Instagram downplayed spread of self-harm images among teens: lawsuit

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By Dan Sears

Meta drastically downplayed the degree to which teens were being shown alarming pictures and videos on Instagram that depicted self-harm – even as the tech giant’s own research showed the problem was far more prevalent than publicly known, according to allegations in newly revealed court papers.

The latest allegations surfaced late last week in an unredacted version of a bombshell lawsuit filed in October by 33 states, including New York – and they cite Meta’s claim in 2021 that “less than 0.05% of views were of content that violated our standards against Suicide & Self-Injury.”

Meta — whose billionaire chief executive Mark Zuckerberg faces a possible grilling on Capitol Hill early next year over Instagram and child safety — made the bold statistical claim in its “Community Standards Enforcement Report” for the third quarter of 2021.

However, a “contemporaneous” internal Meta survey that same year found that “6.7% of surveyed Instagram users had seen self-harm content within the last seven days,” according to the suit.

The number purportedly jumped to 8.4% for users aged 13 to 15.

“In other words, while a reader of the CSER Reports could reasonably understand that self-harm content on Instagram is rarely encountered by users—far less than 1% of the time—in reality, Meta knew from its user experience surveys that self-harm content is commonly encountered on Instagram,” the lawsuit claimed.

Mark Zuckerberg is expected to testify at a Senate hearing on online child safety next month. VIA REUTERS

In the lawsuit, the states also describe internal dissent among Meta insiders about company research showing the potential harm that Instagram and other platforms caused for teen users.

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In one case, a Meta employee reportedly likened attempts to downplay research on social harms to that of the tobacco industry.

“In September 2021, other Meta employees expressed criticism and concern towards the company for emphasizing that research into social media’s impact is inconclusive, when in fact Meta had conducted research on this issue with more definitive findings,” the suit says.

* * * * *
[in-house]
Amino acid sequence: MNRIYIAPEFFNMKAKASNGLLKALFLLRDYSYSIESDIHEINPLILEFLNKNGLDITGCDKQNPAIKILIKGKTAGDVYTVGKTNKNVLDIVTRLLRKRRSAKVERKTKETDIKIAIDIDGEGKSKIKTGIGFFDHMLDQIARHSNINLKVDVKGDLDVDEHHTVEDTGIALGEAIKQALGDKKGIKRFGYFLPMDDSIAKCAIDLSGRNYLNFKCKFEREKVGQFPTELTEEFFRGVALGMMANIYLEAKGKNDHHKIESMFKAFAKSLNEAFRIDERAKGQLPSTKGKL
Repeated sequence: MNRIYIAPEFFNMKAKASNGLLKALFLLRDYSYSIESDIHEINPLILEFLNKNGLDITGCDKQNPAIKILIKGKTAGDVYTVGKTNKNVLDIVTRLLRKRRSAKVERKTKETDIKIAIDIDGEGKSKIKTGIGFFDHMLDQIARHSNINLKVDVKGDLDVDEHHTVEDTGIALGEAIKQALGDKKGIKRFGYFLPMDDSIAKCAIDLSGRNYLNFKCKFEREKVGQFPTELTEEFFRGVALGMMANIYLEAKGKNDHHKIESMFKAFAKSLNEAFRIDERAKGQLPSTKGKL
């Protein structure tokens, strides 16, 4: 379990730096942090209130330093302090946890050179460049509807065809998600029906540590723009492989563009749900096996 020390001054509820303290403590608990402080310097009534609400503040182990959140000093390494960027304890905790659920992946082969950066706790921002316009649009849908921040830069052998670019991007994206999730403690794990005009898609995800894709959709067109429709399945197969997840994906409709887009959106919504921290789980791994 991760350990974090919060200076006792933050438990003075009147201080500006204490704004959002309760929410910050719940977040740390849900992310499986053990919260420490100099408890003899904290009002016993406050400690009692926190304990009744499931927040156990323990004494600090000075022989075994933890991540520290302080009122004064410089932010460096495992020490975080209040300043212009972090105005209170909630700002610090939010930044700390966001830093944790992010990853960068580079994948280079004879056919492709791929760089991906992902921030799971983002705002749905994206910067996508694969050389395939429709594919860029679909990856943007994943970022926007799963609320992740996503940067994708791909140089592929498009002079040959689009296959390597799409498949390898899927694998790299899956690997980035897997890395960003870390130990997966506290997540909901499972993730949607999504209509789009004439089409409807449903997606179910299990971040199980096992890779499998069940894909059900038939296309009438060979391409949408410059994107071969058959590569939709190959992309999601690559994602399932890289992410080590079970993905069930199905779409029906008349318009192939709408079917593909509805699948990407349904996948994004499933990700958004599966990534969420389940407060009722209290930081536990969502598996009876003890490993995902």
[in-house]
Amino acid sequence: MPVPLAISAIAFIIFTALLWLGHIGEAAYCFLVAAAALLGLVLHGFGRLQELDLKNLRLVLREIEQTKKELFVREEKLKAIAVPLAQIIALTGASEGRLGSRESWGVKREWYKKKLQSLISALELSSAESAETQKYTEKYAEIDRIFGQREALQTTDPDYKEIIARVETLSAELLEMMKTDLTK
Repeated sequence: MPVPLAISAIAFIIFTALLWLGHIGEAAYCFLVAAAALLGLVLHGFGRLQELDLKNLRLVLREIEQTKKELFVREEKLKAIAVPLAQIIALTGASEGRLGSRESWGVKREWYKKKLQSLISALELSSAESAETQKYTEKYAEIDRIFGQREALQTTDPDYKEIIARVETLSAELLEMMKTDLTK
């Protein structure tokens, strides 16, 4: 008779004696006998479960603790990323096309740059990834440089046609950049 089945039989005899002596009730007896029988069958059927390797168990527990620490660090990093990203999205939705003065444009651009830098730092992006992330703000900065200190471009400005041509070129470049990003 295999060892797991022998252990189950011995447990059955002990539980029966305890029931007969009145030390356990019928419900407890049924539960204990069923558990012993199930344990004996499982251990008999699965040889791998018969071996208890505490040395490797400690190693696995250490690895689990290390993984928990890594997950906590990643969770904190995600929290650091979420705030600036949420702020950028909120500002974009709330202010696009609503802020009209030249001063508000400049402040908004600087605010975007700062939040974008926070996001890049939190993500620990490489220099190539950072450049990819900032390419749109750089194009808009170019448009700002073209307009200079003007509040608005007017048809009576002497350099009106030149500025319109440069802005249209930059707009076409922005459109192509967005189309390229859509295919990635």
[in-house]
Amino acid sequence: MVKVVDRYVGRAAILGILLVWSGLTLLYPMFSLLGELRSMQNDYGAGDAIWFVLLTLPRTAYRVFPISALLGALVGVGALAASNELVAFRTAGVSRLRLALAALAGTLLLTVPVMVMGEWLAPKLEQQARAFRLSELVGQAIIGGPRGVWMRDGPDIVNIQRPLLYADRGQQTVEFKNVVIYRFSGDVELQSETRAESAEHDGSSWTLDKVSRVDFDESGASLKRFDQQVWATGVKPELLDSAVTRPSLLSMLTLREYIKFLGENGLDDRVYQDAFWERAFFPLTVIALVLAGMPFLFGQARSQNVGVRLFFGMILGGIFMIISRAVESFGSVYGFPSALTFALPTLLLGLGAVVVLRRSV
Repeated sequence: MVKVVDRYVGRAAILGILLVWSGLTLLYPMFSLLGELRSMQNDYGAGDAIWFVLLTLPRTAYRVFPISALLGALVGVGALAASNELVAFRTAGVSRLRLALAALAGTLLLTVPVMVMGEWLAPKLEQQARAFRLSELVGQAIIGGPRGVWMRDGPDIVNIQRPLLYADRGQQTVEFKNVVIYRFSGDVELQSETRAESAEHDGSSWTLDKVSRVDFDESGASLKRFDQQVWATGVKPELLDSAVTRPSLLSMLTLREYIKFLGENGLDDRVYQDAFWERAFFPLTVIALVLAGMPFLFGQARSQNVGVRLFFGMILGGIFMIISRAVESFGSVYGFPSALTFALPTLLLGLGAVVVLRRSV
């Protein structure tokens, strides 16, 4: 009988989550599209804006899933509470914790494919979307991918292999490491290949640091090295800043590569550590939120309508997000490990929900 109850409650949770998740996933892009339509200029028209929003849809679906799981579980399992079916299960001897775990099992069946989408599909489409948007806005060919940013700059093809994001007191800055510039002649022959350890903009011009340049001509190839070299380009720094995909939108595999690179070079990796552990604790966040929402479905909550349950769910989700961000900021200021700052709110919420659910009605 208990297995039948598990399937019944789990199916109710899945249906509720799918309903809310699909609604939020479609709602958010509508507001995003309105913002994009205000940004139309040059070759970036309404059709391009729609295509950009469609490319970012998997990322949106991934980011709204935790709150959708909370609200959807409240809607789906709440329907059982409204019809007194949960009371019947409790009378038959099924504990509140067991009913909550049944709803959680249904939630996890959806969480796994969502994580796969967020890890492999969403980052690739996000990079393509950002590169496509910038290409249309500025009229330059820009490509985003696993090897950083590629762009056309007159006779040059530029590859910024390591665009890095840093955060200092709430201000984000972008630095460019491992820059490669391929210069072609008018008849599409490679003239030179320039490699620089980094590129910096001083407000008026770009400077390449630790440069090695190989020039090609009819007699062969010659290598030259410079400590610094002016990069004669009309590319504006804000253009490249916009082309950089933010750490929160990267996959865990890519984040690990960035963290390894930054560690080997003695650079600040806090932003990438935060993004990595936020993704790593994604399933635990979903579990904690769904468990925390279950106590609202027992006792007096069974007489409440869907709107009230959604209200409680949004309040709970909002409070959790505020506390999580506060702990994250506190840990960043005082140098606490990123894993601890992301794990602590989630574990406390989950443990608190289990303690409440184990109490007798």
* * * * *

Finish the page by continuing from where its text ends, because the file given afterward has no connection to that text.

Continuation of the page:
“An employee stated that Meta’s portrayal of the research as inconclusive would be akin to representations of tobacco companies, which similarly relied on uncertainty in scientific studies to deny that cigarettes caused cancer,” it adds.

The newly surfaced allegations against Meta drew a sharp rebuke from Fairplay, an online children’s safety group that has been critical of Meta’s handling of youth safety issues.

The states allege that Meta understated the spread of self-harm content. Vladislava – stock.adobe.com

Fairplay executive director Josh Golin described Meta’s alleged understatement of self-harm content on Instagram as “beyond the pale.”

“The AGs’ unredacted complaint shows just how ruthless Meta is when it comes to extracting profit, time and attention from its core young user base,” Golin said. “Young people’s developmental vulnerabilities are viewed as a business opportunity and the company will do anything to hook kids and teens on IG, even sending them down dangerous rabbit holes. “

When reached for comment, a Meta spokesperson noted that the company “wants teens to have safe, age-appropriate experiences online” and has released more than 30 tools meant to help teens and their parents navigate social media use.

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“We’ve spent a decade working on these issues and hiring people who have dedicated their careers to keeping young people safe and supported online,” the spokesperson said in a statement. “The complaint mischaracterizes our work using selective quotes and cherry-picked documents.”

Meta has argued it has robust tools to protect young users. Martin – stock.adobe.com

The Meta spokesperson blasted the lawsuit for drawing an “absurd comparison” between the social media and the tobacco industry.

“Unlike tobacco, Meta’s apps add value to peoples’ lives,” the spokesperson said.

The state attorneys general also claim that Meta executives were well aware that its tactics resulted in an addictive dopamine hit for young users.

The suit cites a 2020 internal Meta presentation that detailed the company’s “efforts to study adolescent biology and neuroscience in order to “gain valuable unchanging insights to inform product strategy today.”

The document purportedly noted “teens are insatiable when it comes to ‘feel good’ dopamine effects” and that Instagram has an effective way to take advance through its “Explore” page and recommendation algorithm.

“Every time one of our teen users finds something unexpected their brains deliver them a dopamine hit,” the document allegedly said.

Meta is the parent company of Instagram and Facebook. DenPhoto – stock.adobe.com

A Meta spokesperson said the company encourages “teens to take regular breaks from Instagram and have intentionally designed features like ‘Quiet Mode’ that encourage them to leave the app and pause notifications if they’ve been scrolling for just a few minutes at night.”

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“We also give parents tools to set time limits and scheduled breaks where teens are required to leave our apps,” the spokesperson added.

Earlier this week, The Post reported on the states’ allegation that the existence of millions of underage users on Instagram was a “open secret” at Meta.

The plaintiffs allege that Meta “disabled only a fraction of those accounts” and “routinely continued to collect children’s data without parental consent” in violation of the law.

The states seek unspecified financial damages, as well as “injunctive relief” blocking Meta from using harmful business practices outlined in the suit.

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